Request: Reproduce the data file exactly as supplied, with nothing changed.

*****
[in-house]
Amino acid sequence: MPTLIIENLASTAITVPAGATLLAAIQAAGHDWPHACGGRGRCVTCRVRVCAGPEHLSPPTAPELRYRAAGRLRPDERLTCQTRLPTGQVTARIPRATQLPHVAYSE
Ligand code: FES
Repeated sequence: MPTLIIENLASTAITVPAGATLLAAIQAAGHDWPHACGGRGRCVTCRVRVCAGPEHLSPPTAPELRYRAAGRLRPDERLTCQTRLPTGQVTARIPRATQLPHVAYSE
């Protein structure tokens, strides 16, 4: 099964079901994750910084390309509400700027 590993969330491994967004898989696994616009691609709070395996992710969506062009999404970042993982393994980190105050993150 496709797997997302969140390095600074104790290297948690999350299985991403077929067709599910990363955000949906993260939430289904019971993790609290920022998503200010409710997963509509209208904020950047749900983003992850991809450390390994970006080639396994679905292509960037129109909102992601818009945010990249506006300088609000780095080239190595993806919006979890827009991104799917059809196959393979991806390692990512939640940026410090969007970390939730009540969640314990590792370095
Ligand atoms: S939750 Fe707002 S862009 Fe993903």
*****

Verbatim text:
[in-house]
Amino acid sequence: MPTLIIENLASTAITVPAGATLLAAIQAAGHDWPHACGGRGRCVTCRVRVCAGPEHLSPPTAPELRYRAAGRLRPDERLTCQTRLPTGQVTARIPRATQLPHVAYSE
Ligand code: FES
Repeated sequence: MPTLIIENLASTAITVPAGATLLAAIQAAGHDWPHACGGRGRCVTCRVRVCAGPEHLSPPTAPELRYRAAGRLRPDERLTCQTRLPTGQVTARIPRATQLPHVAYSE
């Protein structure tokens, strides 16, 4: 099964079901994750910084390309509400700027 590993969330491994967004898989696994616009691609709070395996992710969506062009999404970042993982393994980190105050993150 496709797997997302969140390095600074104790290297948690999350299985991403077929067709599910990363955000949906993260939430289904019971993790609290920022998503200010409710997963509509209208904020950047749900983003992850991809450390390994970006080639396994679905292509960037129109909102992601818009945010990249506006300088609000780095080239190595993806919006979890827009991104799917059809196959393979991806390692990512939640940026410090969007970390939730009540969640314990590792370095
Ligand atoms: S939750 Fe707002 S862009 Fe993903």